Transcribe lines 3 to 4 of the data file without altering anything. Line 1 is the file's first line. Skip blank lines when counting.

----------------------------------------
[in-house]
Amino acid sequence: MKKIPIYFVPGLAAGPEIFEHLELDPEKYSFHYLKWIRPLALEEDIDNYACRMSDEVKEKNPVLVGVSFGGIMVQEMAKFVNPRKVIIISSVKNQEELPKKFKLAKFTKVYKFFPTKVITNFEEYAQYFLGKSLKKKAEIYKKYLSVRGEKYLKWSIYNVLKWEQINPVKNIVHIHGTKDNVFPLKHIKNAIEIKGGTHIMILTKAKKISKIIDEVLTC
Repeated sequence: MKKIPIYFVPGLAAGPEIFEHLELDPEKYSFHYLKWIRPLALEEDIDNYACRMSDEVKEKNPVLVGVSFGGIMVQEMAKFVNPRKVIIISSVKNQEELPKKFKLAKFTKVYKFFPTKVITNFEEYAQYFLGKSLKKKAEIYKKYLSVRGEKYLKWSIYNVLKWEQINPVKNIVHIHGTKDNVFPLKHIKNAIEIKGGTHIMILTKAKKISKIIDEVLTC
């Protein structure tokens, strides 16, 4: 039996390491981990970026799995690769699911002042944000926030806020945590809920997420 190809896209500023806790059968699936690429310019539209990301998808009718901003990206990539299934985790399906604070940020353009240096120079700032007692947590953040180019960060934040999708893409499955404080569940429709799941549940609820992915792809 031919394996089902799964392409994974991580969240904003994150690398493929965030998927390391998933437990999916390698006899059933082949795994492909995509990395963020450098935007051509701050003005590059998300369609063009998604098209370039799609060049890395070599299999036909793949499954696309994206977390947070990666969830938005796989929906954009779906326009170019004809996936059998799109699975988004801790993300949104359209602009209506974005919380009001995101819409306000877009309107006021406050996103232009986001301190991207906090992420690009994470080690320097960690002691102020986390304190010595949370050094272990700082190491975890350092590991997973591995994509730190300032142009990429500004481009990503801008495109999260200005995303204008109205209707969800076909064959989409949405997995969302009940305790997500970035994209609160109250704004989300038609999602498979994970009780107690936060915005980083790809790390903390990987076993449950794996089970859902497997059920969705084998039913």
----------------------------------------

Repeated sequence: MKKIPIYFVPGLAAGPEIFEHLELDPEKYSFHYLKWIRPLALEEDIDNYACRMSDEVKEKNPVLVGVSFGGIMVQEMAKFVNPRKVIIISSVKNQEELPKKFKLAKFTKVYKFFPTKVITNFEEYAQYFLGKSLKKKAEIYKKYLSVRGEKYLKWSIYNVLKWEQINPVKNIVHIHGTKDNVFPLKHIKNAIEIKGGTHIMILTKAKKISKIIDEVLTC
């Protein structure tokens, strides 16, 4: 039996390491981990970026799995690769699911002042944000926030806020945590809920997420 190809896209500023806790059968699936690429310019539209990301998808009718901003990206990539299934985790399906604070940020353009240096120079700032007692947590953040180019960060934040999708893409499955404080569940429709799941549940609820992915792809 031919394996089902799964392409994974991580969240904003994150690398493929965030998927390391998933437990999916390698006899059933082949795994492909995509990395963020450098935007051509701050003005590059998300369609063009998604098209370039799609060049890395070599299999036909793949499954696309994206977390947070990666969830938005796989929906954009779906326009170019004809996936059998799109699975988004801790993300949104359209602009209506974005919380009001995101819409306000877009309107006021406050996103232009986001301190991207906090992420690009994470080690320097960690002691102020986390304190010595949370050094272990700082190491975890350092590991997973591995994509730190300032142009990429500004481009990503801008495109999260200005995303204008109205209707969800076909064959989409949405997995969302009940305790997500970035994209609160109250704004989300038609999602498979994970009780107690936060915005980083790809790390903390990987076993449950794996089970859902497997059920969705084998039913």